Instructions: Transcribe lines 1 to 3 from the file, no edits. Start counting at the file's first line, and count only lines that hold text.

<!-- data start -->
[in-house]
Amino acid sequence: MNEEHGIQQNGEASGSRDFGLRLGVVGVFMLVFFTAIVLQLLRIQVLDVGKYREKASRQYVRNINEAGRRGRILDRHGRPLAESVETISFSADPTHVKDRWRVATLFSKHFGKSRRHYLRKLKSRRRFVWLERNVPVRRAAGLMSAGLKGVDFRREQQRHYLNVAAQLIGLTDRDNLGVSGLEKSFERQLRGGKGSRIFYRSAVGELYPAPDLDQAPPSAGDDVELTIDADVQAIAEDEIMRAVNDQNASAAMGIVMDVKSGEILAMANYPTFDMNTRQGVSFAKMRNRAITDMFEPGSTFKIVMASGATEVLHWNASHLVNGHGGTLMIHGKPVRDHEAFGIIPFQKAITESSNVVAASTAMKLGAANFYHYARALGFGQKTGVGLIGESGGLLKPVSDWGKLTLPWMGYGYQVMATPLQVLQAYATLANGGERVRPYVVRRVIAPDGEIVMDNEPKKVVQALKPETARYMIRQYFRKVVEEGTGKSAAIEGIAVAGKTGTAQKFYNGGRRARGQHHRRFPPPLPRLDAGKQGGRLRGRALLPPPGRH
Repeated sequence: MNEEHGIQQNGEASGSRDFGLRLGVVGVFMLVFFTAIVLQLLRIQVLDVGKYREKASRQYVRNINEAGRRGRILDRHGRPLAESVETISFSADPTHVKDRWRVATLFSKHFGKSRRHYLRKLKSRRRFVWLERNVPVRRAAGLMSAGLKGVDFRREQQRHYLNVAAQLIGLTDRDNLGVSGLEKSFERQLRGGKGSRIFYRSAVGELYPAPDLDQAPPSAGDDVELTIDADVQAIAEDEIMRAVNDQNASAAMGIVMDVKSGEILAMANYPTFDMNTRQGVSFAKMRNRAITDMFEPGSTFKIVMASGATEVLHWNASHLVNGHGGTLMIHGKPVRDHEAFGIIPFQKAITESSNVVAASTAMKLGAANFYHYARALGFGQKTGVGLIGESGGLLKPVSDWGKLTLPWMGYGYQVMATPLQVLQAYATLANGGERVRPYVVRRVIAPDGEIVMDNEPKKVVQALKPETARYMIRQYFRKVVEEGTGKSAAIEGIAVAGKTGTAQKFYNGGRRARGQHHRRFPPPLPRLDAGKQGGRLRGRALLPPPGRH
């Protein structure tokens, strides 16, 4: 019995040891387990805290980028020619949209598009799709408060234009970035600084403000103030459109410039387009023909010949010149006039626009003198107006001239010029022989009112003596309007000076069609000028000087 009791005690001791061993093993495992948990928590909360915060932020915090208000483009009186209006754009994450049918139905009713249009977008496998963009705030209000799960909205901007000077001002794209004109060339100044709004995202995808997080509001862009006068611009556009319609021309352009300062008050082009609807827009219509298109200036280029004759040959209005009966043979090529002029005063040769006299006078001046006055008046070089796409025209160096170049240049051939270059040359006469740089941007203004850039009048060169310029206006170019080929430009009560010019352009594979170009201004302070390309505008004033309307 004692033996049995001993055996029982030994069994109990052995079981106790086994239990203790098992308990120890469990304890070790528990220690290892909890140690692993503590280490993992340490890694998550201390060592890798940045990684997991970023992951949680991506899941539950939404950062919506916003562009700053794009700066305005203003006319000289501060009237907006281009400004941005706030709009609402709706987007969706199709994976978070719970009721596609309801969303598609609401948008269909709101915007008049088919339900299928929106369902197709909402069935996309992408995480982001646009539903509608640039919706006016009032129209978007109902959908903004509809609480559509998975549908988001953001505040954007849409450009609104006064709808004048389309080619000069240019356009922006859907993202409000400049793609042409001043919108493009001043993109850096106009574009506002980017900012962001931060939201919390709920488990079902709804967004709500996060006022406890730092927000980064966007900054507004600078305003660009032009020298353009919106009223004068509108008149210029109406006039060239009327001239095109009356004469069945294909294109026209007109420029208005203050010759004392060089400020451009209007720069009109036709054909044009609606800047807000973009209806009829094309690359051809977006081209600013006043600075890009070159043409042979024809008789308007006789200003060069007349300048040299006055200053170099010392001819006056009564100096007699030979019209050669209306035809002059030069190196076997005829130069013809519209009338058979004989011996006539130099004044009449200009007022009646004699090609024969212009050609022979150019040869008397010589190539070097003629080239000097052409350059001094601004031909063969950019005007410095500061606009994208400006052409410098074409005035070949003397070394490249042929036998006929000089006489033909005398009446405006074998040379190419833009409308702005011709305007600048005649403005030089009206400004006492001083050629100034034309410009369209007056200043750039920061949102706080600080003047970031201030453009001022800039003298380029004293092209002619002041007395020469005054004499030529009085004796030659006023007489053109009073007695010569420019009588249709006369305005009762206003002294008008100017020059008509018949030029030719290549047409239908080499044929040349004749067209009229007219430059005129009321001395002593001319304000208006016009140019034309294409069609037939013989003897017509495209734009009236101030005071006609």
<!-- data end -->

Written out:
[in-house]
Amino acid sequence: MNEEHGIQQNGEASGSRDFGLRLGVVGVFMLVFFTAIVLQLLRIQVLDVGKYREKASRQYVRNINEAGRRGRILDRHGRPLAESVETISFSADPTHVKDRWRVATLFSKHFGKSRRHYLRKLKSRRRFVWLERNVPVRRAAGLMSAGLKGVDFRREQQRHYLNVAAQLIGLTDRDNLGVSGLEKSFERQLRGGKGSRIFYRSAVGELYPAPDLDQAPPSAGDDVELTIDADVQAIAEDEIMRAVNDQNASAAMGIVMDVKSGEILAMANYPTFDMNTRQGVSFAKMRNRAITDMFEPGSTFKIVMASGATEVLHWNASHLVNGHGGTLMIHGKPVRDHEAFGIIPFQKAITESSNVVAASTAMKLGAANFYHYARALGFGQKTGVGLIGESGGLLKPVSDWGKLTLPWMGYGYQVMATPLQVLQAYATLANGGERVRPYVVRRVIAPDGEIVMDNEPKKVVQALKPETARYMIRQYFRKVVEEGTGKSAAIEGIAVAGKTGTAQKFYNGGRRARGQHHRRFPPPLPRLDAGKQGGRLRGRALLPPPGRH
Repeated sequence: MNEEHGIQQNGEASGSRDFGLRLGVVGVFMLVFFTAIVLQLLRIQVLDVGKYREKASRQYVRNINEAGRRGRILDRHGRPLAESVETISFSADPTHVKDRWRVATLFSKHFGKSRRHYLRKLKSRRRFVWLERNVPVRRAAGLMSAGLKGVDFRREQQRHYLNVAAQLIGLTDRDNLGVSGLEKSFERQLRGGKGSRIFYRSAVGELYPAPDLDQAPPSAGDDVELTIDADVQAIAEDEIMRAVNDQNASAAMGIVMDVKSGEILAMANYPTFDMNTRQGVSFAKMRNRAITDMFEPGSTFKIVMASGATEVLHWNASHLVNGHGGTLMIHGKPVRDHEAFGIIPFQKAITESSNVVAASTAMKLGAANFYHYARALGFGQKTGVGLIGESGGLLKPVSDWGKLTLPWMGYGYQVMATPLQVLQAYATLANGGERVRPYVVRRVIAPDGEIVMDNEPKKVVQALKPETARYMIRQYFRKVVEEGTGKSAAIEGIAVAGKTGTAQKFYNGGRRARGQHHRRFPPPLPRLDAGKQGGRLRGRALLPPPGRH